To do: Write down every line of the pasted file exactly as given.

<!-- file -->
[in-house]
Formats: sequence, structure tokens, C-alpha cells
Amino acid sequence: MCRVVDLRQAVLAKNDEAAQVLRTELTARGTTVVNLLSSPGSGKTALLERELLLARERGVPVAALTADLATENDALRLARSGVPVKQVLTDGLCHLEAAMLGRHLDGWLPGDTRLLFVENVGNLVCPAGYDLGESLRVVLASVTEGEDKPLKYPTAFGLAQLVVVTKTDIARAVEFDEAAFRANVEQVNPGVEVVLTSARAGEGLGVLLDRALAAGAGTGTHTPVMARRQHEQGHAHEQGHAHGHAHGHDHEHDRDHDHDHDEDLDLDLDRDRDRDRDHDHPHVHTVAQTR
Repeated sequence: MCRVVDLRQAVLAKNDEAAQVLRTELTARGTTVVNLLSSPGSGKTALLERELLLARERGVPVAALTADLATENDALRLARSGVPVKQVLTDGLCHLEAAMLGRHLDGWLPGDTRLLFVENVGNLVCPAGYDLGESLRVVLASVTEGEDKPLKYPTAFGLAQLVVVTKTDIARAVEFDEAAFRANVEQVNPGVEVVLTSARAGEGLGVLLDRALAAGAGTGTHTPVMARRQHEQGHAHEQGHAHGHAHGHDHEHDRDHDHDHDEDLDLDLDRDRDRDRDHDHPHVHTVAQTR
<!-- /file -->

[in-house]
Formats: sequence, structure tokens, C-alpha cells
Amino acid sequence: MCRVVDLRQAVLAKNDEAAQVLRTELTARGTTVVNLLSSPGSGKTALLERELLLARERGVPVAALTADLATENDALRLARSGVPVKQVLTDGLCHLEAAMLGRHLDGWLPGDTRLLFVENVGNLVCPAGYDLGESLRVVLASVTEGEDKPLKYPTAFGLAQLVVVTKTDIARAVEFDEAAFRANVEQVNPGVEVVLTSARAGEGLGVLLDRALAAGAGTGTHTPVMARRQHEQGHAHEQGHAHGHAHGHDHEHDRDHDHDHDEDLDLDLDRDRDRDRDHDHPHVHTVAQTR
Repeated sequence: MCRVVDLRQAVLAKNDEAAQVLRTELTARGTTVVNLLSSPGSGKTALLERELLLARERGVPVAALTADLATENDALRLARSGVPVKQVLTDGLCHLEAAMLGRHLDGWLPGDTRLLFVENVGNLVCPAGYDLGESLRVVLASVTEGEDKPLKYPTAFGLAQLVVVTKTDIARAVEFDEAAFRANVEQVNPGVEVVLTSARAGEGLGVLLDRALAAGAGTGTHTPVMARRQHEQGHAHEQGHAHGHAHGHDHEHDRDHDHDHDEDLDLDLDRDRDRDRDHDHPHVHTVAQTR